Click for details: Mental Health Parity Symposium

Push is on to Pass SB 468–PBIS Seclusion & Restraint bill

As the legislative session is over on April 22, DRW and many others are working hard to pass SB 468, a bill that would encourage the use of Positive Behavior Intervention & Supports (PBIS) and reduce the use of inappropriate seclusion & restraint in Wisconsin schools.

It is very important to communicate with your legislators to let them know of your support for this bill. In particular, if any of your legislators are on the Senate Education Committee (see list below), please encourage them to ask the committee chair, Sen. John Lehman, to call for a vote on SB 468, and then to vote “Yes” to approve the bill. If any of your legislators are on the Assembly Education Committee (see list below), please encourage them to ask the committee chair, Rep. Sondy Pope-Roberts, to hold a hearing on AB 682, the companion bill.

Since the legislative session is over on April 22nd, time is of the essence. Spread the word!!

Senate Education Committee members:

John Lehman (Racine)–chair
Jon Erpenbach (Middleton)
Dave Hansen (Green Bay)
Robert Jauch (Poplar)
Glen Grothman (West Bend)
Randy Hopper (Fond du Lac)
Luther Olsen (Ripon)

Assembly Education Committee members:

Sondy Pope-Roberts (Verona)–chair
Kristin Decker (Eau Claire)
Steve Hilgenberg (Dodgeville)
Kim Hixson (Whitewater)
Peggy Krusick (Milwaukee)
Mark Radcliffe (Black River Falls)
Christine Sinicki (Milwaukee)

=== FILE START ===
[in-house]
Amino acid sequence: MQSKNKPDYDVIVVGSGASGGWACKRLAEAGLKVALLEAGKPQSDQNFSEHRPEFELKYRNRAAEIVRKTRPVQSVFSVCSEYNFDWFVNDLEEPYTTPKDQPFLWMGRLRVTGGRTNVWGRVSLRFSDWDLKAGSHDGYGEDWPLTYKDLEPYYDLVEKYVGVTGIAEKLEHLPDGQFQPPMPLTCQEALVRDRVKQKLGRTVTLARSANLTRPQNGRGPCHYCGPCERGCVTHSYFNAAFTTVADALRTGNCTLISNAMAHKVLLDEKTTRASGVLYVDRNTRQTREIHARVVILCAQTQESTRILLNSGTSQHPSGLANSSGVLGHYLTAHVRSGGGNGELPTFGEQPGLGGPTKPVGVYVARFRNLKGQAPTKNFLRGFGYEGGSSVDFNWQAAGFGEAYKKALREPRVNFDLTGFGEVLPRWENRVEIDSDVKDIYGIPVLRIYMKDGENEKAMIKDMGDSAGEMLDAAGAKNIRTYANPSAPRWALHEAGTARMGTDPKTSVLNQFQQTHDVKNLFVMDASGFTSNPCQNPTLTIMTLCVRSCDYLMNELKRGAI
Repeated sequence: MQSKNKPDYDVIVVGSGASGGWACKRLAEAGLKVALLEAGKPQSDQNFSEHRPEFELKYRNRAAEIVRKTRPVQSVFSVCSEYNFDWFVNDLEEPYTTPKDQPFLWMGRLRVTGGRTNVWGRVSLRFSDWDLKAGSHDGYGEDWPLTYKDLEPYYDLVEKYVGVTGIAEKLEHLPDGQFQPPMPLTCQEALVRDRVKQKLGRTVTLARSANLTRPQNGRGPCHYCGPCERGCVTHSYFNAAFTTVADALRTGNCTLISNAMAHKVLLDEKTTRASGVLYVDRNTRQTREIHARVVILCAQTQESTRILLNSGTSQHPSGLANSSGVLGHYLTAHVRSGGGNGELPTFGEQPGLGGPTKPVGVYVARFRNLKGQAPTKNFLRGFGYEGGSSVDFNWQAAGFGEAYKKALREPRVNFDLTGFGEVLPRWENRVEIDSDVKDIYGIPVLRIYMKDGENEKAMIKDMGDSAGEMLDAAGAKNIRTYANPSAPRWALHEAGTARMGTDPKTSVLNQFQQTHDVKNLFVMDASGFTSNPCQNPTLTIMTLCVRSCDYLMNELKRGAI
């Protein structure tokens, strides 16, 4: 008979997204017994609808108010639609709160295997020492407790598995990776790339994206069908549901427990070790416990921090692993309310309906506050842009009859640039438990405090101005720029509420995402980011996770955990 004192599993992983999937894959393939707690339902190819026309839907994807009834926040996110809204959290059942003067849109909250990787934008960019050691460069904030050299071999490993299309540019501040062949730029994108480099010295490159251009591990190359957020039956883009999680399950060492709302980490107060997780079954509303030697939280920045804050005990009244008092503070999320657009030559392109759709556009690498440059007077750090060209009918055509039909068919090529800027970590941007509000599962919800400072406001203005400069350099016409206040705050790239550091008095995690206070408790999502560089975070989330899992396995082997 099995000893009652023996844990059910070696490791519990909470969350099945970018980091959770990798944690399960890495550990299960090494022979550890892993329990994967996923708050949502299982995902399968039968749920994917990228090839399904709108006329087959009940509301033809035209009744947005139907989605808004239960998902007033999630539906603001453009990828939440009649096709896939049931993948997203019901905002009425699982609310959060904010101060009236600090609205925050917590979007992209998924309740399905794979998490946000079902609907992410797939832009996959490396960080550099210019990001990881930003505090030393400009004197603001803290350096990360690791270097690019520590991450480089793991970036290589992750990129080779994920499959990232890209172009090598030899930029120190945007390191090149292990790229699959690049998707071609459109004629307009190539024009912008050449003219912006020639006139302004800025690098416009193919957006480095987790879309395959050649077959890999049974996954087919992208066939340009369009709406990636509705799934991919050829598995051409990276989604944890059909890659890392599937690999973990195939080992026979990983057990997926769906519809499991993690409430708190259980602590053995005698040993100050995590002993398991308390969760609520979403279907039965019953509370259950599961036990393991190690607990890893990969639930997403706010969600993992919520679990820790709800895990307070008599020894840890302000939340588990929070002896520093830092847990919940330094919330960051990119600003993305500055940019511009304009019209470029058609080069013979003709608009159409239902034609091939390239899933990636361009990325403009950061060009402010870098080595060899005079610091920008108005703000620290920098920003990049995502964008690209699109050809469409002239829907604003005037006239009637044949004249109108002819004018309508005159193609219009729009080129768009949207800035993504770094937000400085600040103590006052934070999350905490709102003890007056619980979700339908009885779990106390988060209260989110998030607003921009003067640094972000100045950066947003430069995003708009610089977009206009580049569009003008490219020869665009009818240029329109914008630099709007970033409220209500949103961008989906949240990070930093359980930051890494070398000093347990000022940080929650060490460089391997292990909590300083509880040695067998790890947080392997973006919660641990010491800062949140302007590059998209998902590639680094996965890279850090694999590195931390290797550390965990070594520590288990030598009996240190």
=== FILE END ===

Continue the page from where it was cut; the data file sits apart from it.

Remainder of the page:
Jeff Smith (Milwaukee)
Brett Davis (Oregon)
Steve Nass (Whitewater)
John Nygren (Marinette)
John Townsend (Fond du Lac)
Leah Vukmir (Wauwatosa)

If you do not know who your legislators are, or need to find their contact information, you can either call toll free: 1-800-362-9472, or Click here for the state legislature’s website.

Here’s the latest news on this bill:

Click here for an article on the Capital Times’ website.

Click here for an article on the Racine Journal Times’ website.

Click here for an article on the Capital Times’ website.

Click here for an article on the Examiner’s website.

Click here for an article on the Wisconsin State Journal’s website.

Click here for an article on the Stevens Point Journal’s website.

Shirin Cabraal will receive the 2009 State Bar Outstanding Public Interest Law Attorney Award

Shirin PortraitDRW Managing Attorney, Shirin Cabraal, will receive the 2009 Dan Tuchscherer Outstanding Public Interest Law Attorney award on May 6, 2010. The award ceremony will take place at the State Bar’s Annual Convention at the Monona Terrace Convention Center in Madison.

In her award letter, the Public Interest Law Section said that Shirin was chosen to receive the Dan Tuchscherer Outstanding Public Interest Law Attorney Award for “her exceptional and selfless work as an attorney and advocate serving countless clients over the years.”

Congratulations, Shirin! Your DRW colleagues know first hand how deserving you are of this award.